With his development plans dashed, Trump opted for a strategy that would allow him to keep the property but reduce his taxes. He granted an easement to a conservation land trust to preserve 158 acres of prairie and mature forest.
Trump received an income tax deduction of $ 21 million, equal to the value of the land retained, according to property and court records. The amount was based on a professional appraisal which valued the entire Seven Springs property at $ 56.5 million as of December 1, 2015.
This was a much higher amount than the assessment by local government appraisers, who said the entire estate was worth $ 20 million.
Michael Colangelo, an attorney with the New York attorney general’s office, laid out the central issue regarding the Seven Springs easement during a hearing last year over an evidence dispute.
“If the value of the easement was unduly inflated, who got the benefit of this undue inflation and for what amounts? said Colangelo. “It goes without saying that the Attorney General needs to see the records that would reflect the value of this deduction, as passed to the flow-through entities, and ultimately to Mr. Trump, personally. “
A message requesting comment was left for Trump’s spokesperson. In the past, the former Republican president denounced the investigations as part of a “witch hunt”.
Seven Springs came to the attention of investigators after Trump’s longtime personal lawyer and fixer Michael Cohen told a congressional committee in 2019 that Trump used to manipulate property values - into them. inflating in some cases and minimizing them in others to obtain favorable loan terms and tax advantages.
Cohen said Trump had financial statements showing Seven Springs was worth $ 291 million in 2012. He gave copies of three of Trump’s financial statements to the House Committee on Oversight and Reform during his testimony.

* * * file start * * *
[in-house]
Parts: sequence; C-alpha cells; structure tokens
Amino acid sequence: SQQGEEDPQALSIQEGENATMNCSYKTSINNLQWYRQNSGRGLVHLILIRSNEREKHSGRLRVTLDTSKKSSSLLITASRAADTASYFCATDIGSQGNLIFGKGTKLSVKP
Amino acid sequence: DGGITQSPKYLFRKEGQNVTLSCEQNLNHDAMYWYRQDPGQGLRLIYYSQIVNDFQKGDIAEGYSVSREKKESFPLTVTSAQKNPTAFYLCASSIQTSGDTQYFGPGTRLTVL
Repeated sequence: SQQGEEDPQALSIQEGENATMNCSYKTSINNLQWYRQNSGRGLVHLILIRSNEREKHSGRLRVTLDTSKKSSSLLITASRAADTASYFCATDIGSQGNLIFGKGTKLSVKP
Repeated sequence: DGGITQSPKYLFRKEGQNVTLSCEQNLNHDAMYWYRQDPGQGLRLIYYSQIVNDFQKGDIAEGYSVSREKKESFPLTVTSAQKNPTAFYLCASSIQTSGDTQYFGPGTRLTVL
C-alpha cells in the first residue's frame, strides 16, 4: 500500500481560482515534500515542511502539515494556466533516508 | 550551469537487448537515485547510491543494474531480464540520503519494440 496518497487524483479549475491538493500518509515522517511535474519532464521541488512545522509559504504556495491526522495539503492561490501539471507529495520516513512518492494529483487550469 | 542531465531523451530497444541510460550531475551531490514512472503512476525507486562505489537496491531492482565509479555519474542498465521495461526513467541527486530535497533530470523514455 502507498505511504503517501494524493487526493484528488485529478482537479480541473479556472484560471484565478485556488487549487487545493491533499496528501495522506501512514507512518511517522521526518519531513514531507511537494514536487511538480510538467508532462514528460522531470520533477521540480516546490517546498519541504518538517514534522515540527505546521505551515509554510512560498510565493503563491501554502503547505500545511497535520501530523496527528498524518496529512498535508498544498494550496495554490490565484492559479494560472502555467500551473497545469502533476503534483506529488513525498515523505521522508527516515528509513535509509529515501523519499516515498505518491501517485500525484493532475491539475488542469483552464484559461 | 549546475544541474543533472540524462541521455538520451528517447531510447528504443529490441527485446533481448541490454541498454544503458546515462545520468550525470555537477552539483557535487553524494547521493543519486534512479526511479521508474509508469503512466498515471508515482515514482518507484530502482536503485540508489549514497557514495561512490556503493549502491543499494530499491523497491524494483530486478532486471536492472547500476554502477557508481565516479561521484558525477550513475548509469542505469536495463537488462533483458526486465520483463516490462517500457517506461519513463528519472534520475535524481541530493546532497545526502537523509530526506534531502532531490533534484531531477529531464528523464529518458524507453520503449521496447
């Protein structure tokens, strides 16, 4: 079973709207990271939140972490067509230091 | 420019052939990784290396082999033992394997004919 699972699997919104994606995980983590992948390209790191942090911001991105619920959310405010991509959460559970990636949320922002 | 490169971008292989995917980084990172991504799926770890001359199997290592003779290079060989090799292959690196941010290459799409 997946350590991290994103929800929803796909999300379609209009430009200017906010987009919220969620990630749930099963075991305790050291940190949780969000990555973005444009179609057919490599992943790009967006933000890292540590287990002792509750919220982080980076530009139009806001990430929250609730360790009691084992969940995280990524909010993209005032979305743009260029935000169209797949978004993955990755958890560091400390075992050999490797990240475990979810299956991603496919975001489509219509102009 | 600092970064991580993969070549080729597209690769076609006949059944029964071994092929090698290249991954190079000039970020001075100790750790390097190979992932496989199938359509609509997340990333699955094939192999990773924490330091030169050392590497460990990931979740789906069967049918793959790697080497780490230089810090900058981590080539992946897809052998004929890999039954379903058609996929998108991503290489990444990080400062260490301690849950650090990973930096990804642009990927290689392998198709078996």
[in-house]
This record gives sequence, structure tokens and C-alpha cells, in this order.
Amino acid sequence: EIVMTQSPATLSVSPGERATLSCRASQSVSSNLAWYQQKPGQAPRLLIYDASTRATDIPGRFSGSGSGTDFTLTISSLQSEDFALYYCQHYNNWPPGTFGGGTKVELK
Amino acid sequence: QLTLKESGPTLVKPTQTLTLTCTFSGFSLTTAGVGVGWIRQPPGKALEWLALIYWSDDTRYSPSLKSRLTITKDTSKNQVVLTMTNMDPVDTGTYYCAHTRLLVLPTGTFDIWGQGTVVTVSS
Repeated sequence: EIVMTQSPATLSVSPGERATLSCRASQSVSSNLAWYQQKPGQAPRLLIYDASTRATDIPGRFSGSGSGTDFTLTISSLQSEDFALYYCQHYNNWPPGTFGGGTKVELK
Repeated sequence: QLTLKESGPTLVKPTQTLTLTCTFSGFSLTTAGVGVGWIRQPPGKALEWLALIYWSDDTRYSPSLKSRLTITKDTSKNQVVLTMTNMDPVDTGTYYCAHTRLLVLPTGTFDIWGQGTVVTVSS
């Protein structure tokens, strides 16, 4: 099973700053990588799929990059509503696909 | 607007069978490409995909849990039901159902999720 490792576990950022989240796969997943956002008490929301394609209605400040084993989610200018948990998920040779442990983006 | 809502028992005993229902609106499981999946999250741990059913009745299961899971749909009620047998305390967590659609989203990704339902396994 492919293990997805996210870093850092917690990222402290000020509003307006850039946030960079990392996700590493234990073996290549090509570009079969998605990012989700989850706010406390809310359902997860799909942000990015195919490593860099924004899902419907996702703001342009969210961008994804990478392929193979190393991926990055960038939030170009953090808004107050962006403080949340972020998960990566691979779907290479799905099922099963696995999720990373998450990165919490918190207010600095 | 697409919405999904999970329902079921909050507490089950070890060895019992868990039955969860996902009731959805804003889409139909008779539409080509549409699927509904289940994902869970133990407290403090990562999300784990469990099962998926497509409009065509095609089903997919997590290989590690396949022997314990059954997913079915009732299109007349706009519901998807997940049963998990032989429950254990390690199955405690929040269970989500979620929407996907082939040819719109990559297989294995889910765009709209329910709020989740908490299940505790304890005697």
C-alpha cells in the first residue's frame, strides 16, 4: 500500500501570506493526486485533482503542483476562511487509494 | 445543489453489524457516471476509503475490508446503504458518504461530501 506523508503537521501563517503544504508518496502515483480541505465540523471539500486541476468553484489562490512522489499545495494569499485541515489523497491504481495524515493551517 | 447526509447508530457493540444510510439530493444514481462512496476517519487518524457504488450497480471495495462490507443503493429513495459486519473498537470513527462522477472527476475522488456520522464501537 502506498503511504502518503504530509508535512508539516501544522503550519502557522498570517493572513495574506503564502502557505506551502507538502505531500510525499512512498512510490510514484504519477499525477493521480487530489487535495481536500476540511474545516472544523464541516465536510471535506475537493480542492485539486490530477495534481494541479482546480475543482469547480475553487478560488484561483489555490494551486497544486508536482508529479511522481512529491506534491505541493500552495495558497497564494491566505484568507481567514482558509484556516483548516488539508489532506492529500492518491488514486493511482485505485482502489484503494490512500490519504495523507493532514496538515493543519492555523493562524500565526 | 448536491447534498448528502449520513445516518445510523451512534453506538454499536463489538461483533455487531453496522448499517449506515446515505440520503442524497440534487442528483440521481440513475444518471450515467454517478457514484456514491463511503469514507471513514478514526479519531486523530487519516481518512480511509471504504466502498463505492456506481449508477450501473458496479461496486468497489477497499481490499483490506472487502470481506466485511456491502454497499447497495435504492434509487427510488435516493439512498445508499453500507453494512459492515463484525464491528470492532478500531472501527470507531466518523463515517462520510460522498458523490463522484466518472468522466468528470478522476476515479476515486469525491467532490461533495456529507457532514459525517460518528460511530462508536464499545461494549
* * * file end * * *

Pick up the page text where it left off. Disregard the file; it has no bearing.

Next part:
Cohen said the statements, from 2011, 2012 and 2013, were ones Trump gave to his main lender, Deutsche Bank, to inquire about a loan to buy the NFL Buffalo Bills and to Forbes magazine for justify his claim to a place on his list of the richest people in the world.
Trump, on his annual financial disclosure forms while he was president, said the property was worth between $ 25 million and $ 50 million.
The New York attorney general was the first to act. James issued subpoenas to commercial real estate services firm Cushman & Wakefield for files relating to his appraisal work on behalf of Trump; the law firms that worked on the Seven Springs project; and to Trump’s company, the Trump Organization, for documents relating to its annual financial statements and the conservation easement.
James also subpoenaed the 2019 zoning and planning records of the three cities that Seven Springs covers. Vance followed up with his own subpoenas in December. A city clerk said investigators received “boxes and boxes of documents” in response. They included tax returns, survey maps, environmental studies, and planning board meeting minutes.
James’ investigators interviewed Trump’s son Eric Trump, executive vice president of the Trump Organization and chairman of the limited liability company through which Seven Springs owns; Trump’s CFO Allen Weisselberg; and the lawyers Trump hired for the Seven Springs Project, specializing in land use controversies and federal taxation.
Investigators have yet to determine whether a law has been broken.
Vance, who like James is a Democrat, hasn’t revealed much about his criminal investigation, in part because of grand jury secrecy rules. The district attorney’s office said in court documents it was focusing on public reports of “widespread and prolonged criminal conduct in the Trump Organization.”
Documents filed as part of the criminal investigation – backed by a U.S. Supreme Court ruling last month granting Vance access to Trump’s tax records – listed Seven Springs as possible targets.
Along with the mansion, Seven Springs owns a Tudor-style home that once belonged to ketchup mogul HJ Heinz, and smaller carriage houses that Trump’s grown sons Donald Jr. and Eric say served as a “home base”. ‘attache’ when they visited the area for hiking and mountain biking.
During his presidency, Trump himself has opted for top properties like his golf course in Bedminster, New Jersey and his Mar-a-Lago club in Florida, where he has lived since leaving. the White House.
The New York Times reported last year that Trump’s tax records showed he had classified the estate not as a personal residence but as an investment property, allowing him to write off more than $ 2 million in taxes. land since 2014.